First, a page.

"I plan to kill a man today... That man is me...'"
A stroke having paralysed the left side of his body, Min-ho (Cheon Ho-jin) lies in hospital with one wish, and one wish only, filling his every waking moment: Min-ho is desperate to die. Resolutely determined to commit suicide by whatever means necessary, be it by way of a pills overdose or by throwing himself out of his wheelchair and off a cliff, no amount of life-affirming pep talks from nurse Ha (Seo Hyo-rim) or repeated, enforced electro-therapy can divert him from his quest.
That is, until Sang-eob (Yoo Hae-jin) is admitted to the hospital - an accident having left him also temporarily paralysed as well as stripped of his memory - and placed in the adjoining bed.
Recognising Sang-eob from the past, Min-ho's thoughts immediately shift from suicide to murder, but as Sang-eob's memory begins to return his focus too turns to homicide and the question quickly becomes which of the two men will ultimately succeed in killing the other... and why...
Even without reading the above synopsis, it'll be pretty obvious to most that a film with the English title of Desire to Kill (or even the alternative title of Enemy at the Dead End) is likely to contain a fair amount of violence, but in classic Korean cinema genre-bending style, the increasingly brutal and ingeniously inventive endeavours of Min-ho and Sang-up to kill each other are not simply provided as violence for the sake of violence within a story of revenge. For here we have a film that is - for the majority of the running time - a genuinely funny black comedy, come mystery, come psychological thriller that moves fully into revenge territory to reveal the real state of play only once the final blood-soaked showdown has taken place, with the majority of the narrative deliberately holding back the "why" of the men's murderous intentions in favour of the "how".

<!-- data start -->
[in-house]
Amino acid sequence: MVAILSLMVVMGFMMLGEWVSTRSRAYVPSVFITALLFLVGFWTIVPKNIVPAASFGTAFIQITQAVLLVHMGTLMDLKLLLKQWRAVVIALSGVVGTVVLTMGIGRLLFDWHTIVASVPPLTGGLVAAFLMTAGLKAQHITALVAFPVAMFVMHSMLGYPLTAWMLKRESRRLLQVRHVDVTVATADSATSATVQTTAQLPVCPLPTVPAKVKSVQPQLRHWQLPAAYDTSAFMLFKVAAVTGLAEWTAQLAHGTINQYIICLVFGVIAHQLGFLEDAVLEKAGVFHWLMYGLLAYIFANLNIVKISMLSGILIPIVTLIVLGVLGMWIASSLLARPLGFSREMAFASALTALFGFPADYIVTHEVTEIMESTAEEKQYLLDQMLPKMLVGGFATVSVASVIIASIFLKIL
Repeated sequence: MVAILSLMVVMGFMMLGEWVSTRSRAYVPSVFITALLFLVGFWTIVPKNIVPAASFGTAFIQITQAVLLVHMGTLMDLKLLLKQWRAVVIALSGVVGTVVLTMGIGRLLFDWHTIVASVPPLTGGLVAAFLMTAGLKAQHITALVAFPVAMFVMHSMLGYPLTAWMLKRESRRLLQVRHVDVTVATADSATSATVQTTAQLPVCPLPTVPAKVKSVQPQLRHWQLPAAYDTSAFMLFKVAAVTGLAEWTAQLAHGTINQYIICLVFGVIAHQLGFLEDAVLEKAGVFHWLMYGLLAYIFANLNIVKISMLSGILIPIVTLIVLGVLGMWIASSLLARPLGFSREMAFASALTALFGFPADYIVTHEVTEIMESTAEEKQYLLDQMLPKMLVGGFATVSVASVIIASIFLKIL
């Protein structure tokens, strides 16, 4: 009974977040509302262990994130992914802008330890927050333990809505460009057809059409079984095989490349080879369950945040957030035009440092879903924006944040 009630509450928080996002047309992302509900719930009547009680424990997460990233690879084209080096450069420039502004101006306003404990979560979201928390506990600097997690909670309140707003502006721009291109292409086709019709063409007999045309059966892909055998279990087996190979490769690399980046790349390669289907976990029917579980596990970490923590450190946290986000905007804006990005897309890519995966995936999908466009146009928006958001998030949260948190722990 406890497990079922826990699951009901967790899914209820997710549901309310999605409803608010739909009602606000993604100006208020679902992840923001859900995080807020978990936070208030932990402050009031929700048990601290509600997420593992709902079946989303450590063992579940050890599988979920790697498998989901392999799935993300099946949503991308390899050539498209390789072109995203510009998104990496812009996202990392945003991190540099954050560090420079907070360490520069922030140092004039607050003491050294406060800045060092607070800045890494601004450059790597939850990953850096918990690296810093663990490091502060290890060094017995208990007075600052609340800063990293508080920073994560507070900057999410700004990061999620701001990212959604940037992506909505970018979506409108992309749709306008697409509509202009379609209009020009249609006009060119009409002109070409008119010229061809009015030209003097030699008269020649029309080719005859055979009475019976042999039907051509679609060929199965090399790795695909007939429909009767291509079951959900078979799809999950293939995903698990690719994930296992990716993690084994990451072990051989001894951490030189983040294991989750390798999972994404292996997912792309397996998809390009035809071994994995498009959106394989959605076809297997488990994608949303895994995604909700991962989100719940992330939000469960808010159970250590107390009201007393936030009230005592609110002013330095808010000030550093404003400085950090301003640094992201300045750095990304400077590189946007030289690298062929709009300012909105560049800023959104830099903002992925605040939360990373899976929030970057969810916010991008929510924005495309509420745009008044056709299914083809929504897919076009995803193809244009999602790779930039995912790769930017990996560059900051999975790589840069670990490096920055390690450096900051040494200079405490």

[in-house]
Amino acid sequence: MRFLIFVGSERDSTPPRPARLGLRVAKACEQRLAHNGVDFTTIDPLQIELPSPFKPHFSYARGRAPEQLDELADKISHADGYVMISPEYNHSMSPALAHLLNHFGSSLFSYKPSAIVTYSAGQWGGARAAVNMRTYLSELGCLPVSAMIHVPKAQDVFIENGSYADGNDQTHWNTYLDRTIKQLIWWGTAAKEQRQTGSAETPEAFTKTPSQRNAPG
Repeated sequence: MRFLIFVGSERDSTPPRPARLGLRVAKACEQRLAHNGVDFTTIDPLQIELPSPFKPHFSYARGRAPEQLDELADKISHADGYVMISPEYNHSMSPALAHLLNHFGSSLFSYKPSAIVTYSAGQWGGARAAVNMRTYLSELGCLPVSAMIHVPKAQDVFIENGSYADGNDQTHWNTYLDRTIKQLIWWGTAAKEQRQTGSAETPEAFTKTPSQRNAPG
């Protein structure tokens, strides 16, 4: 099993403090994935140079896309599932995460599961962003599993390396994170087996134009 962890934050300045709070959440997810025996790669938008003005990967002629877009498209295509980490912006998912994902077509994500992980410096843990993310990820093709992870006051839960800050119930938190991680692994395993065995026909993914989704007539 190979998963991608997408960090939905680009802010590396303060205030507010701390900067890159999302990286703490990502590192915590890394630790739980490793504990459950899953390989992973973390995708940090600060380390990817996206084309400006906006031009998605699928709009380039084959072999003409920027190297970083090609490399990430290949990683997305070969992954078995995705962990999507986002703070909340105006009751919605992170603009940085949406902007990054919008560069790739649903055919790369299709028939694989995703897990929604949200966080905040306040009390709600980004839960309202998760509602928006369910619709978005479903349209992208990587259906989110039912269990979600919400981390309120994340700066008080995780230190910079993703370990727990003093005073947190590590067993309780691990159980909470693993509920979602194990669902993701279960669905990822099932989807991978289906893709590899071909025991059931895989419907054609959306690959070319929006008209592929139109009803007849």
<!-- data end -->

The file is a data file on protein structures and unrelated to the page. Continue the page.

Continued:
This approach suits the film down to a tee and allows viewers to thoroughly revel in the comedy of proceedings while attempting to piece together for themselves the truth behind Min-ho and Sang-eob's hatred of each other. On both these counts, Desire to Kill deserves credit for its ingenuity and though the individual brutal altercations are clearly engineered deliberately for maximum comedic effect, they nonetheless succeed with ease without ever feeling predictable.
Considering the fact that violent tales of revenge are pretty much two-a-penny in almost any country you could care to mention, not least Korea, the decision to base the scenario of Desire to Kill around two semi-paralysed, almost bed-ridden, characters who can barely move is both original and, frankly, inspired, serving to set the dark yet humorous tone perfectly from almost the outset while Min-ho and Sang-eob's utter glee at not only the pain and suffering they inflict but also the sheer annoyance their actions cause underlines this further - almost guaranteeing to keep a smile consistently on viewers' faces until the conclusion of the film finally reveals its dark secrets.
Thematically, Desire to Kill ticks all the boxes you would hope and expect, the commentary centring on the idea of "As you sew, so shall ye reap" with added references to patriarchy and misogyny alongside the contrasting of archetypal blinkered male attitudes to women with the still changing place of women within society, and even briefly pointing to the feelings of women themselves as to where they fit in and how they deserve to be treated.